Trade envoy signals Canada will protest Russian war at Apec, other summits

Trade envoy signals Canada will protest Russian war at Apec, other summits

Commerce Minister Jurin Laksanawisit speaks at the opening ceremony of the trade ministers meeting of the  Asia-Pacific Economic Cooperation meeting in Bangkok on Saturday. (Reuters photo)
Commerce Minister Jurin Laksanawisit speaks at the opening ceremony of the trade ministers meeting of the Asia-Pacific Economic Cooperation meeting in Bangkok on Saturday. (Reuters photo)

SINGAPORE: Canadian Trade Minister Mary Ng signalled on Wednesday that the country may continue to protest the war in Ukraine at multilateral summits involving Russian officials after doing so in Bangkok over the weekend.

Ng, along with trade officials from several countries including the United States, Japan, Australia and New Zealand walked out of the meeting of the Asia-Pacific Economic Cooperation (Apec) trade ministers in Bangkok on Saturday as Russian Economic Development Minister Maksim Reshetnikovspoke. The group later issued a statement expressing “grave concern” over Moscow’s aggression in Ukraine.

Asked during an interview in Singapore whether countries would consider doing the same when leaders arrive in Indonesia and Thailand later this year for G-20 and Apec summits, she said “Canada will continue to stand up and put pressure on Russia, and we will work with our allies and countries to do that.”

“Standing together to reject Russia’s blatant disregard for the rules, and its heinous behaviour against Ukraine was what Canada was doing along with its like-minded partners and I urge others who wish to join us to do that,” she said. “I have an important message for my colleagues, which is to urge them to join me in standing up for a rules based trading system.”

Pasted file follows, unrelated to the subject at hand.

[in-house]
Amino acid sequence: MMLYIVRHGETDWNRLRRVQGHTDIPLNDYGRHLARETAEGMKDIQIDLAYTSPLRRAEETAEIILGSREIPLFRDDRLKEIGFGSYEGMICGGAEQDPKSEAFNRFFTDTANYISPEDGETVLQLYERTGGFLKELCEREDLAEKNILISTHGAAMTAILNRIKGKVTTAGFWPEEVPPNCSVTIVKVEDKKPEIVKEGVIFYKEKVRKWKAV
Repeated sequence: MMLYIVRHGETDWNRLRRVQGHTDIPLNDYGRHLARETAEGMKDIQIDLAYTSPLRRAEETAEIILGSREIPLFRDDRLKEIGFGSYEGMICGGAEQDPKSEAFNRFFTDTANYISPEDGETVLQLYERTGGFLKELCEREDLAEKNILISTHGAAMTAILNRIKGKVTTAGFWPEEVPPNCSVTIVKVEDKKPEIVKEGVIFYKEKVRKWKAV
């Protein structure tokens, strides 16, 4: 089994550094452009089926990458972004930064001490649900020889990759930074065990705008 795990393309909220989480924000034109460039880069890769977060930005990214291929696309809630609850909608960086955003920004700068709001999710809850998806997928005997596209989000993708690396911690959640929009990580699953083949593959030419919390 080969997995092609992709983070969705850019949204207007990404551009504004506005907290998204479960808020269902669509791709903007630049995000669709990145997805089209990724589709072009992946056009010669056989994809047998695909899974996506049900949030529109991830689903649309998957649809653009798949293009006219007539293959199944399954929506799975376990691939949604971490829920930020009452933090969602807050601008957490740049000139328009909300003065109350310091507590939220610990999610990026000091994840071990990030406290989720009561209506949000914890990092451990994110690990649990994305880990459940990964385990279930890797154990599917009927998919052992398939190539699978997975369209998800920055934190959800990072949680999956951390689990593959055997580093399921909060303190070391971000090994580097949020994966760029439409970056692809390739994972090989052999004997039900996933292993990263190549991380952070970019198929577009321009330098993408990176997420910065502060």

Rising tensions between Russia and western nations over the war have raised concerns in Asia that nations may miss opportunities to expand multilateral mechanisms including trade at a time when the world is emerging from the pandemic.

The 21-member Apec bloc in Bangkok was unable to issue a joint communique over the weekend because of differences among some in the group, Commerce Minister Jurin Laksanawisit said in a statement on Sunday. Instead, the member economies authorised Thailand to make a statement of the chair, he said. Russia meanwhile blamed some Apec members for politicising the event, Tass reported.

Indo-Pacific Economic Framework

Canada’s Ng was also silent on whether the nation would consider joining the Indo-Pacific Economic Framework (IPEF), a sweeping economic initiative the Biden administration announced this week with a dozen Indo-Pacific countries.

Canadian Prime Minister Justin Trudeau last year sketched out his government’s third-term agenda, which included continuing to work with key allies on global issues, with a focus on deepening partnerships in the Indo-Pacific region. 

Altogether the nations involved in the IPEF constitute roughly 40% of global gross domestic product, and the push is the most significant US effort to engage Asia on economic matters since former president Donald Trump in 2017 withdrew from the Trans-Pacific Partnership. US National Security Adviser Jake Sullivan on Sunday said the 13 founding countries would develop criteria for other members, potentially including China, to join. 

“We’re at different starting points,” Ng said, adding Canada already has deep economic ties with several participating countries, including as a member of the Comprehensive and Progressive Agreement for Trans-Pacific Partnership. There’s “deep complementarity here, but of course we’ll do whatever makes sense for Canada.”

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